How to get PR Visa to Canada Express Entry

What You Need to Know About IELTS


No one likes exams.  They’re stressful things we dread – and when your dream of moving to Canada and getting a permanent residency depends on it – it can be even more stressful.

The IELTS exam is a mandatory requirement for the Canada immigration process.  No immigration application is complete without a an IELTS score.

Some of you may have already done some of your own research and you may have learned that there are alternative exams.

This is true, and I will discuss alternative exams further on in this article, I will – however – focus on the IELTS for immigration to Canada, as our experts recommend IELTS over any alternative exams.


What is IELTS?

The IELTS is an international standardized test of English language proficiency for non-native English language speakers.  It is jointly managed by the British Council, IDP: IELTS Australia and Cambridge English Language Assessment.

In simpler terms – it is a test that has been suited to the standards of the Canadian government, and it can be taken nearly anywhere in the world.

The IELTS exam is designated for people who speak English as a second (or third, or fourth) language, and it is mandatory for candidates of any immigration program, including express entry.

Your IELTS score is comprised of an analysis of your proficiency in the four pillars of language communication:

  • Listening
  • Speaking
  • Reading
  • Writing

Each part is scored individually, then tallied for an overall score.


Is this the fifth pillar? 🙂


This final score is the one you will be required to add to the immigration profile that is later submitted to the Canadian government.

The IELTS score is divided into 10 “bands”:

Band 0 – didn’t attempt the exam

Band 1-4  –  basic user

Band 5  – modest user

Band 6 – competent user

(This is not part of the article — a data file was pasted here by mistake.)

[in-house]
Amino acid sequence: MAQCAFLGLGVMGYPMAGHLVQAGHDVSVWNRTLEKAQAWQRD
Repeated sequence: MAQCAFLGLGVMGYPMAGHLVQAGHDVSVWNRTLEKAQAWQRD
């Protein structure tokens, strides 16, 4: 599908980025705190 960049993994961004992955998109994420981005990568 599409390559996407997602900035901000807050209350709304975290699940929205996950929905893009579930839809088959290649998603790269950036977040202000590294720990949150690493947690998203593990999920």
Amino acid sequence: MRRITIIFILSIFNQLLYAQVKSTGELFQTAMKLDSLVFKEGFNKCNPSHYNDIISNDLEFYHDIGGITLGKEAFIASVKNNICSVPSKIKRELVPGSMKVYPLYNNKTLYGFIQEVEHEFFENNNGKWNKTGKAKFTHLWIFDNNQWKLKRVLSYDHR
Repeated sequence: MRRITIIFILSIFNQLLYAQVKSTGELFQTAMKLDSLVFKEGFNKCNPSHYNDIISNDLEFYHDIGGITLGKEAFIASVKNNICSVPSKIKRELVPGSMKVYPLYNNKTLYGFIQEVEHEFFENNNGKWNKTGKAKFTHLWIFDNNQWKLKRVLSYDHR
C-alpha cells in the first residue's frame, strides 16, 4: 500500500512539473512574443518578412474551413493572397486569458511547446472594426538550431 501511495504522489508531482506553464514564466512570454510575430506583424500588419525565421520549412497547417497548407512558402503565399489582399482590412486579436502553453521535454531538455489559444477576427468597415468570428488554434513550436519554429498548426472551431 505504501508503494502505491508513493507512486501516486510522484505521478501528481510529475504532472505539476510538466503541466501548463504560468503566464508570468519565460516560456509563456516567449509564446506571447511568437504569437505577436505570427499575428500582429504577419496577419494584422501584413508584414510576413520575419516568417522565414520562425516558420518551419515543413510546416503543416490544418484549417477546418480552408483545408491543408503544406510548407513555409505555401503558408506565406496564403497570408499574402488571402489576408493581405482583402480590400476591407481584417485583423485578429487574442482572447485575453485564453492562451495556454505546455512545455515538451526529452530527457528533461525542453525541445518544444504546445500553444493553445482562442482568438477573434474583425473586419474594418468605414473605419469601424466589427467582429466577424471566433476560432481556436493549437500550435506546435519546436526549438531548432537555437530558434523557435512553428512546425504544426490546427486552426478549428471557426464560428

Band 7 – good user

Band 8 – very good user

Band 9 – expert user

Getting ready

Before we get into all the parts of the test, the scoring system and all those dry details, we’ll tell you the most important part: How to get ready for it.

Your English might be great and you may feel like you don’t need to prepare.  That’s terrific and the choice is yours, of course, but we would recommend looking over a practice test at the very least.  No harm in seeing the structure and phrasing of the test.

The IELTS site includes a section dedicated to preparation.  This section provides the candidates with sample materials they can use to study.

As the site provides these materials for free, there’s really nothing stopping you from being ready when you take the test.

For those of you struggling with the language, we would recommend getting some professional help learning the language.  You could try to learning on your own, but if you haven’t learned it by now, odds are high that you probably won’t make much headway without outside help.

You can find your own tutors or an online course, but our regular readers will know that ItsCanadaTime works in collaboration with Macquarie University to provide for our clients a high-quality online IELTS course.  We are now going into our fourth year of a very successful collaboration.

The course we offer is all online, which means our clients can login and study any time, anywhere.  The course offers our clients large amounts of sample materials and practice tests, so there’s no need to go looking for study material anywhere else.

If you’d like to know more you can read an article that the university published 2 years into this wonderful partnership. The article discusses our successful collaboration and the importance of knowing English in Canada.  You can read that article here.



The listening section is divided into 4 parts, containing ten questions each.

An audio recording is played before each of the parts.  The questions are set in the same order that the answers appear in the recording.

The first two parts deal with situations one can find in everyday social contexts and the final two parts deal with situations set in educational and training contexts;

Part 1 is a conversation between two speakers (for example: a conversation about vacation plans).

Part 2 is a monologue (for example, a short speech about current affairs).

Part 3 is a conversation between two main speakers (for example, two university students in discussion, perhaps guided by a tutor).

Part 4 is a monologue on an academic subject.

The recordings are played only once.  They contain a range of accents, including British, Australian, New Zealand, American and Canadian.

This section gets approximately 30 minutes to complete, and has a total of 40 questions.

This section is made of a variety of task types, which can be any or all of the following: multiple choice, matching, plan/map/diagram labeling, form/note/table/flow-chart/summary completion, sentence completion.